The installer then applies an upward force on channel 194 by operating the handle of the jack (or supplying hydraulic pressure from the remote source) to transfer this upward force to the channel 194. By virtue of the fact that the nuts 196 on bolts 190 and 192 engage the upper surface of the bottom 194c of the channel, the jacking force is transmitted directly to the L-shaped members 164 and 166 by the combination of bolts 190 and 192, jacking nuts 186 and 188 and associated bolts 178 and 180. This upward force is likewise transmitted to the bracket plate 128 which is applied directly to the foundation resting on bracket assembly 118. The force applied by jack 202 between cross plate 172 and channel 194 causes such members to tend to move relatively.
By virtue of the fact that the combined dead weight of the building and any live load at an anchor installation position is transferred to the screw anchor after rotational torque thereon has been relaxed, the installer of anchor assembly 114 is assured that the requisite support for the foundation is obtained in all instances. In past practices, where a piling is driven into the ground using hydraulic cylinders coupled to the piling, the fulcrum for the hydraulic cylinders is the foundation itself. Thus, the piling can only be driven to a depth allowed by the weight of the building. Accordingly, when the hydraulic cylinders are disconnected from the piling, there is no built-in safety factor preventing further settling of the pilings over time in that the maximum holding power was obtained at the time of installation when the weight of the building determine the holding power of the pilings. For example, when the moisture content of the soil surrounding the pile changes, the frictional resistance provided by the soil also changes. An increase or decrease in the moisture content of the soil surrounding the piling decreases the skin resistance of the piling. Accordingly, the building is free to again settle or move.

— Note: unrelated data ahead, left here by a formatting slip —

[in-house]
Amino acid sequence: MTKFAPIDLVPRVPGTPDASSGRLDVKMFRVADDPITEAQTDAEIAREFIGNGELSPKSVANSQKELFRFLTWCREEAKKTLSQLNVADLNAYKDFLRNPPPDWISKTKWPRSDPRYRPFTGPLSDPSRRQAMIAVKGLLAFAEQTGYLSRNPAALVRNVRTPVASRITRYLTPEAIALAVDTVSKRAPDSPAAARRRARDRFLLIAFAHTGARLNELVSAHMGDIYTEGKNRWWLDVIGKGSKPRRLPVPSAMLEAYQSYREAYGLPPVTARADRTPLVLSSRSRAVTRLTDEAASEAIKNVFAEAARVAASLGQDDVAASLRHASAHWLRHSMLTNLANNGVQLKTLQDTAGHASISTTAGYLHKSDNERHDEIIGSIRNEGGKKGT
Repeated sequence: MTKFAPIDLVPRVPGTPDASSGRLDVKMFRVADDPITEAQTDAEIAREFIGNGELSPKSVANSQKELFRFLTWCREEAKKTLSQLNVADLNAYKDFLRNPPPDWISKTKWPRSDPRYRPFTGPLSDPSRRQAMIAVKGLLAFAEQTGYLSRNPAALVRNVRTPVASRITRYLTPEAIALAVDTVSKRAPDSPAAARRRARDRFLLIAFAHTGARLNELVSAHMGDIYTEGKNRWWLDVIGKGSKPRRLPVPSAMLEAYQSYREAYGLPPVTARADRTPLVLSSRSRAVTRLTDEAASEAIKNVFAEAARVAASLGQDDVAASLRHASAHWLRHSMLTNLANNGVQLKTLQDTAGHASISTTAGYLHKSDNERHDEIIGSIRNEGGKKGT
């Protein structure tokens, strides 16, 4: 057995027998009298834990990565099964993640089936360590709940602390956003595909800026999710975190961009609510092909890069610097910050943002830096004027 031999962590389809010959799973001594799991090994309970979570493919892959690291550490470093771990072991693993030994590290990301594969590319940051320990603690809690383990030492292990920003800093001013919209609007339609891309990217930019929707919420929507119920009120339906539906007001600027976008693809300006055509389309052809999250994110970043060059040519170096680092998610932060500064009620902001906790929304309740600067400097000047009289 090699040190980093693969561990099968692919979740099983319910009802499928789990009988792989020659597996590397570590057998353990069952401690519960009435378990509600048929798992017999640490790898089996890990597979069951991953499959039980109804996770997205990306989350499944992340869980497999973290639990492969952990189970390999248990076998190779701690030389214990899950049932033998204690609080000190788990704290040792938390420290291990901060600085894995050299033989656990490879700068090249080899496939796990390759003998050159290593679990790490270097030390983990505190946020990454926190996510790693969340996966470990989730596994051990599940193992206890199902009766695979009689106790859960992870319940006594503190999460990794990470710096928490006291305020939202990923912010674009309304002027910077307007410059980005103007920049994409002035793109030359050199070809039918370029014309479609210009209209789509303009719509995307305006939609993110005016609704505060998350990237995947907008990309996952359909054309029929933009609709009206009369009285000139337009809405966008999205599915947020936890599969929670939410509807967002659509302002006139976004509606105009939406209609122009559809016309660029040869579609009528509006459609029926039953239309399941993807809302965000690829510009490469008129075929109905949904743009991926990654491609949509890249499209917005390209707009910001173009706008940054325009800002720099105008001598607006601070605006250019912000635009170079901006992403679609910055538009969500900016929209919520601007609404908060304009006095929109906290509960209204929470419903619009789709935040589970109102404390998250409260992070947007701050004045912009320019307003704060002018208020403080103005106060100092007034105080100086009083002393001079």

After the bracket assembly 118 has been lifted to a required extent or the force applied thereto brought to a requisite level, the nuts 182 are rotated in a direction to bring them into height engagement with the washers 184 resting on cross plate 172. This firmly affixes the screw anchor 116 to the bracket assembly 118.
Thereupon, the jack 202 may be withdrawn from its position between channel 194 and cross plate 172. Following that, the assembly made up of channel 194, bolts 190 and 192 and jacking nuts 186 and 188 may be removed from the bolts 178 and 180.
Another feature of anchoring assembly 114 is the fact that at some later time, if it is desired to again apply a force to the bracket assembly 118 to further stabilize the foundation, this can be accomplished by simply excavating the area where a particular bracket and screw anchor are located, mounting the U-shaped unit made up of channel 194, bolts 190 and 192 and jacking nuts 186 and 188 on bolts 178 and 180, reapplying an upward force on channel 194 with a jack inserted between such channel and cross plate 172, and thereafter removing the channel-bolt and jacking nut U assembly from the bracket 118. This procedure can be repeated as many times as necessary and can be carried out differentially along the length of the foundation.
Although the invention has been described with reference to preferred embodiments shown in the figures, it is noted that substitutions may be made and equivalents employed herein without departing from the scope of the invention as defined in the claims.